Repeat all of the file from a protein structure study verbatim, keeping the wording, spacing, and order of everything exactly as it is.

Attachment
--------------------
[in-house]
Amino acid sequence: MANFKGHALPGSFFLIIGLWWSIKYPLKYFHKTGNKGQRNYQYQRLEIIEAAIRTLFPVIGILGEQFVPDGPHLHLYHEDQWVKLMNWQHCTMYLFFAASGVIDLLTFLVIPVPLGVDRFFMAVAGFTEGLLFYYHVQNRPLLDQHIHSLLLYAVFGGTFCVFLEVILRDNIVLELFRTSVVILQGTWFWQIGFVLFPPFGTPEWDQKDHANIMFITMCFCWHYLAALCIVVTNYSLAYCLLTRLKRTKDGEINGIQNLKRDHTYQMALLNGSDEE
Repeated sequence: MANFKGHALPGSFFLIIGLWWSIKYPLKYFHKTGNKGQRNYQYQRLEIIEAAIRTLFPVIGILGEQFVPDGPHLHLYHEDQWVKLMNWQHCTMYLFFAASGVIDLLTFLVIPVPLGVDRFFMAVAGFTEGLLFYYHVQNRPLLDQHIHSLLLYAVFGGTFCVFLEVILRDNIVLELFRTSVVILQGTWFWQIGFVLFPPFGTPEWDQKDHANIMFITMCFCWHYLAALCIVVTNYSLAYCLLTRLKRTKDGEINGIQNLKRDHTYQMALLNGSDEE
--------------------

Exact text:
[in-house]
Amino acid sequence: MANFKGHALPGSFFLIIGLWWSIKYPLKYFHKTGNKGQRNYQYQRLEIIEAAIRTLFPVIGILGEQFVPDGPHLHLYHEDQWVKLMNWQHCTMYLFFAASGVIDLLTFLVIPVPLGVDRFFMAVAGFTEGLLFYYHVQNRPLLDQHIHSLLLYAVFGGTFCVFLEVILRDNIVLELFRTSVVILQGTWFWQIGFVLFPPFGTPEWDQKDHANIMFITMCFCWHYLAALCIVVTNYSLAYCLLTRLKRTKDGEINGIQNLKRDHTYQMALLNGSDEE
Repeated sequence: MANFKGHALPGSFFLIIGLWWSIKYPLKYFHKTGNKGQRNYQYQRLEIIEAAIRTLFPVIGILGEQFVPDGPHLHLYHEDQWVKLMNWQHCTMYLFFAASGVIDLLTFLVIPVPLGVDRFFMAVAGFTEGLLFYYHVQNRPLLDQHIHSLLLYAVFGGTFCVFLEVILRDNIVLELFRTSVVILQGTWFWQIGFVLFPPFGTPEWDQKDHANIMFITMCFCWHYLAALCIVVTNYSLAYCLLTRLKRTKDGEINGIQNLKRDHTYQMALLNGSDEE